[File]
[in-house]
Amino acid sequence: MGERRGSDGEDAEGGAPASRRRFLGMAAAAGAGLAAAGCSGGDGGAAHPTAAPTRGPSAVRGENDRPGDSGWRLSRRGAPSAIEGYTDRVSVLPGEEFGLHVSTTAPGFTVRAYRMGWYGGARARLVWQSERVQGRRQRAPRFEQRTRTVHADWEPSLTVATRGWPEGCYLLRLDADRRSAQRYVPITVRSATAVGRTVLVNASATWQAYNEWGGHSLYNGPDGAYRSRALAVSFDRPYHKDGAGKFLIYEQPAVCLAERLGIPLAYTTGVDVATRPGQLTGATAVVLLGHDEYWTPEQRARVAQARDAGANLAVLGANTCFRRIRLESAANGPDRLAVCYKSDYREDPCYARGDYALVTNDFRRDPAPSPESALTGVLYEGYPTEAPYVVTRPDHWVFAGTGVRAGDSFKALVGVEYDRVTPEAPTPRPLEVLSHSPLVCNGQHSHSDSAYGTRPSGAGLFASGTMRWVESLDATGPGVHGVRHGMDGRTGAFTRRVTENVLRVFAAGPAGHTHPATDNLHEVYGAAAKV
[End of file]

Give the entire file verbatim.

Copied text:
[in-house]
Amino acid sequence: MGERRGSDGEDAEGGAPASRRRFLGMAAAAGAGLAAAGCSGGDGGAAHPTAAPTRGPSAVRGENDRPGDSGWRLSRRGAPSAIEGYTDRVSVLPGEEFGLHVSTTAPGFTVRAYRMGWYGGARARLVWQSERVQGRRQRAPRFEQRTRTVHADWEPSLTVATRGWPEGCYLLRLDADRRSAQRYVPITVRSATAVGRTVLVNASATWQAYNEWGGHSLYNGPDGAYRSRALAVSFDRPYHKDGAGKFLIYEQPAVCLAERLGIPLAYTTGVDVATRPGQLTGATAVVLLGHDEYWTPEQRARVAQARDAGANLAVLGANTCFRRIRLESAANGPDRLAVCYKSDYREDPCYARGDYALVTNDFRRDPAPSPESALTGVLYEGYPTEAPYVVTRPDHWVFAGTGVRAGDSFKALVGVEYDRVTPEAPTPRPLEVLSHSPLVCNGQHSHSDSAYGTRPSGAGLFASGTMRWVESLDATGPGVHGVRHGMDGRTGAFTRRVTENVLRVFAAGPAGHTHPATDNLHEVYGAAAKV